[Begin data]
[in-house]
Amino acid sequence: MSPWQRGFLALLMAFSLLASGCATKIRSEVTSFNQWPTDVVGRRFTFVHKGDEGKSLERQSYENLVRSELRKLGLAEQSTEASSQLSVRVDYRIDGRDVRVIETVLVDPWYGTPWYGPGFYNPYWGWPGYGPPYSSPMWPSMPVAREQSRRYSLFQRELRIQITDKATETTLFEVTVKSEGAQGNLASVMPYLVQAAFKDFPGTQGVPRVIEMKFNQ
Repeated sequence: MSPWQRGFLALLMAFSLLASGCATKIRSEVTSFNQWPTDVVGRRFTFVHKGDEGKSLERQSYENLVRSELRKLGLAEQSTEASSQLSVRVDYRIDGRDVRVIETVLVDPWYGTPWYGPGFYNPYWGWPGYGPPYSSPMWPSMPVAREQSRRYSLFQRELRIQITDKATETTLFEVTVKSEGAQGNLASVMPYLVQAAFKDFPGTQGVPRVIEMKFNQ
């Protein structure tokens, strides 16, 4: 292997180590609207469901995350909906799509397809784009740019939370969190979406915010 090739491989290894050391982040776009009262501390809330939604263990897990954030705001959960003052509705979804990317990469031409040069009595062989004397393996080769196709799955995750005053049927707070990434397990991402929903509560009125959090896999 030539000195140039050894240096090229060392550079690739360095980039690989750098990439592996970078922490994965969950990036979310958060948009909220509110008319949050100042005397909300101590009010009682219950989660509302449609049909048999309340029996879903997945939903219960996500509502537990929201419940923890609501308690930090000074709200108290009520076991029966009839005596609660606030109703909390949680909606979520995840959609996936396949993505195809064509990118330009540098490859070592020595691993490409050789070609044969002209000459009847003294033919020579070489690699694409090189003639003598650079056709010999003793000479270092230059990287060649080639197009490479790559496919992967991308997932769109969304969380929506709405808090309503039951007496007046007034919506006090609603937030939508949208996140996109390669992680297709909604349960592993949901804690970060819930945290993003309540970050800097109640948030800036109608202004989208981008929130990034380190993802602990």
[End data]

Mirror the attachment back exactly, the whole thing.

[in-house]
Amino acid sequence: MSPWQRGFLALLMAFSLLASGCATKIRSEVTSFNQWPTDVVGRRFTFVHKGDEGKSLERQSYENLVRSELRKLGLAEQSTEASSQLSVRVDYRIDGRDVRVIETVLVDPWYGTPWYGPGFYNPYWGWPGYGPPYSSPMWPSMPVAREQSRRYSLFQRELRIQITDKATETTLFEVTVKSEGAQGNLASVMPYLVQAAFKDFPGTQGVPRVIEMKFNQ
Repeated sequence: MSPWQRGFLALLMAFSLLASGCATKIRSEVTSFNQWPTDVVGRRFTFVHKGDEGKSLERQSYENLVRSELRKLGLAEQSTEASSQLSVRVDYRIDGRDVRVIETVLVDPWYGTPWYGPGFYNPYWGWPGYGPPYSSPMWPSMPVAREQSRRYSLFQRELRIQITDKATETTLFEVTVKSEGAQGNLASVMPYLVQAAFKDFPGTQGVPRVIEMKFNQ
């Protein structure tokens, strides 16, 4: 292997180590609207469901995350909906799509397809784009740019939370969190979406915010 090739491989290894050391982040776009009262501390809330939604263990897990954030705001959960003052509705979804990317990469031409040069009595062989004397393996080769196709799955995750005053049927707070990434397990991402929903509560009125959090896999 030539000195140039050894240096090229060392550079690739360095980039690989750098990439592996970078922490994965969950990036979310958060948009909220509110008319949050100042005397909300101590009010009682219950989660509302449609049909048999309340029996879903997945939903219960996500509502537990929201419940923890609501308690930090000074709200108290009520076991029966009839005596609660606030109703909390949680909606979520995840959609996936396949993505195809064509990118330009540098490859070592020595691993490409050789070609044969002209000459009847003294033919020579070489690699694409090189003639003598650079056709010999003793000479270092230059990287060649080639197009490479790559496919992967991308997932769109969304969380929506709405808090309503039951007496007046007034919506006090609603937030939508949208996140996109390669992680297709909604349960592993949901804690970060819930945290993003309540970050800097109640948030800036109608202004989208981008929130990034380190993802602990």